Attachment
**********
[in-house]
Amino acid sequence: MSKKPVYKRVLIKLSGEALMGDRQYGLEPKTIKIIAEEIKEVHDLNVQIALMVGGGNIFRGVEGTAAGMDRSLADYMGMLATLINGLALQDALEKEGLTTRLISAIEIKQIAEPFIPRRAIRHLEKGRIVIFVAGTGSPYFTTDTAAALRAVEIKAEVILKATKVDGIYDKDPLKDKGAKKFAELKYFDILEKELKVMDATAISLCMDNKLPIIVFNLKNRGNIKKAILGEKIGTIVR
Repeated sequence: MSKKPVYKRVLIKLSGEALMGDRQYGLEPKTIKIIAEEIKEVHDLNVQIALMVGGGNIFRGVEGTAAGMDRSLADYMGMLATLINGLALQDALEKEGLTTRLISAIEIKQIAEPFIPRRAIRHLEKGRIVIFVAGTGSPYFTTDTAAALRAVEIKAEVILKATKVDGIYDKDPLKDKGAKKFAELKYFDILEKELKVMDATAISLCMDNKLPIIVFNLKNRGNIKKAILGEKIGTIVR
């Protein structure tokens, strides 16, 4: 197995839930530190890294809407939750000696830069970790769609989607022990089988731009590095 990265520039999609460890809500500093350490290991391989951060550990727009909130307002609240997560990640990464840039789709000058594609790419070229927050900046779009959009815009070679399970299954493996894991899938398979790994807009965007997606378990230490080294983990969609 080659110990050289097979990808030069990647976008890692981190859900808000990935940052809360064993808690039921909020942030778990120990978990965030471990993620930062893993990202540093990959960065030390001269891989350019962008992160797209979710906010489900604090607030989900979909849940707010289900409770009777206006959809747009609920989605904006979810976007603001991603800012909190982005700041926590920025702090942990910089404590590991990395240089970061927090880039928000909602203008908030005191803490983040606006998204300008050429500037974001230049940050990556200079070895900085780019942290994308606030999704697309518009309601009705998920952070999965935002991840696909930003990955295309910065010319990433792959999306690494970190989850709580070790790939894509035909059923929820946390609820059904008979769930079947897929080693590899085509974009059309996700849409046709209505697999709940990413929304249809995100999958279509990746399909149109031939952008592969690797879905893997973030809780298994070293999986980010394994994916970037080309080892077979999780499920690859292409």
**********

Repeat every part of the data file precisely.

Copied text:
[in-house]
Amino acid sequence: MSKKPVYKRVLIKLSGEALMGDRQYGLEPKTIKIIAEEIKEVHDLNVQIALMVGGGNIFRGVEGTAAGMDRSLADYMGMLATLINGLALQDALEKEGLTTRLISAIEIKQIAEPFIPRRAIRHLEKGRIVIFVAGTGSPYFTTDTAAALRAVEIKAEVILKATKVDGIYDKDPLKDKGAKKFAELKYFDILEKELKVMDATAISLCMDNKLPIIVFNLKNRGNIKKAILGEKIGTIVR
Repeated sequence: MSKKPVYKRVLIKLSGEALMGDRQYGLEPKTIKIIAEEIKEVHDLNVQIALMVGGGNIFRGVEGTAAGMDRSLADYMGMLATLINGLALQDALEKEGLTTRLISAIEIKQIAEPFIPRRAIRHLEKGRIVIFVAGTGSPYFTTDTAAALRAVEIKAEVILKATKVDGIYDKDPLKDKGAKKFAELKYFDILEKELKVMDATAISLCMDNKLPIIVFNLKNRGNIKKAILGEKIGTIVR
């Protein structure tokens, strides 16, 4: 197995839930530190890294809407939750000696830069970790769609989607022990089988731009590095 990265520039999609460890809500500093350490290991391989951060550990727009909130307002609240997560990640990464840039789709000058594609790419070229927050900046779009959009815009070679399970299954493996894991899938398979790994807009965007997606378990230490080294983990969609 080659110990050289097979990808030069990647976008890692981190859900808000990935940052809360064993808690039921909020942030778990120990978990965030471990993620930062893993990202540093990959960065030390001269891989350019962008992160797209979710906010489900604090607030989900979909849940707010289900409770009777206006959809747009609920989605904006979810976007603001991603800012909190982005700041926590920025702090942990910089404590590991990395240089970061927090880039928000909602203008908030005191803490983040606006998204300008050429500037974001230049940050990556200079070895900085780019942290994308606030999704697309518009309601009705998920952070999965935002991840696909930003990955295309910065010319990433792959999306690494970190989850709580070790790939894509035909059923929820946390609820059904008979769930079947897929080693590899085509974009059309996700849409046709209505697999709940990413929304249809995100999958279509990746399909149109031939952008592969690797879905893997973030809780298994070293999986980010394994994916970037080309080892077979999780499920690859292409």